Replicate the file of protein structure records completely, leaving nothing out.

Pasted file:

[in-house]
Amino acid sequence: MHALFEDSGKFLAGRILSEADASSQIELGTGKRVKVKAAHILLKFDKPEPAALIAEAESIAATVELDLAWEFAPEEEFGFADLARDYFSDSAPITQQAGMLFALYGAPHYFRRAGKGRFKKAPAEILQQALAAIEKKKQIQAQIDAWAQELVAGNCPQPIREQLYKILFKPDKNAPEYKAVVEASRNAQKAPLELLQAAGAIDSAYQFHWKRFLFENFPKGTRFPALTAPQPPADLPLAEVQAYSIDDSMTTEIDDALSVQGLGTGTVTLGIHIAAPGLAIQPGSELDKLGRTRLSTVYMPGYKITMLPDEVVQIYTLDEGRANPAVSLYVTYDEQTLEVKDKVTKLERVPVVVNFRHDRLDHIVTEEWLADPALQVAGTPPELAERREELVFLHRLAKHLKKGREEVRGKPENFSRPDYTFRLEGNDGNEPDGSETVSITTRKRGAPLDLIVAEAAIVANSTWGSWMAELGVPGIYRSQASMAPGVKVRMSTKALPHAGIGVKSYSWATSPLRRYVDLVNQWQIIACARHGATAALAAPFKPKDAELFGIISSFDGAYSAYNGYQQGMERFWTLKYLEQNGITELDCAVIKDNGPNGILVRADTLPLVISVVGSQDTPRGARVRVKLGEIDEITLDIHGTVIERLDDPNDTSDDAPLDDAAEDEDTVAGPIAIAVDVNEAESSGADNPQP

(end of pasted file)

[in-house]
Amino acid sequence: MHALFEDSGKFLAGRILSEADASSQIELGTGKRVKVKAAHILLKFDKPEPAALIAEAESIAATVELDLAWEFAPEEEFGFADLARDYFSDSAPITQQAGMLFALYGAPHYFRRAGKGRFKKAPAEILQQALAAIEKKKQIQAQIDAWAQELVAGNCPQPIREQLYKILFKPDKNAPEYKAVVEASRNAQKAPLELLQAAGAIDSAYQFHWKRFLFENFPKGTRFPALTAPQPPADLPLAEVQAYSIDDSMTTEIDDALSVQGLGTGTVTLGIHIAAPGLAIQPGSELDKLGRTRLSTVYMPGYKITMLPDEVVQIYTLDEGRANPAVSLYVTYDEQTLEVKDKVTKLERVPVVVNFRHDRLDHIVTEEWLADPALQVAGTPPELAERREELVFLHRLAKHLKKGREEVRGKPENFSRPDYTFRLEGNDGNEPDGSETVSITTRKRGAPLDLIVAEAAIVANSTWGSWMAELGVPGIYRSQASMAPGVKVRMSTKALPHAGIGVKSYSWATSPLRRYVDLVNQWQIIACARHGATAALAAPFKPKDAELFGIISSFDGAYSAYNGYQQGMERFWTLKYLEQNGITELDCAVIKDNGPNGILVRADTLPLVISVVGSQDTPRGARVRVKLGEIDEITLDIHGTVIERLDDPNDTSDDAPLDDAAEDEDTVAGPIAIAVDVNEAESSGADNPQP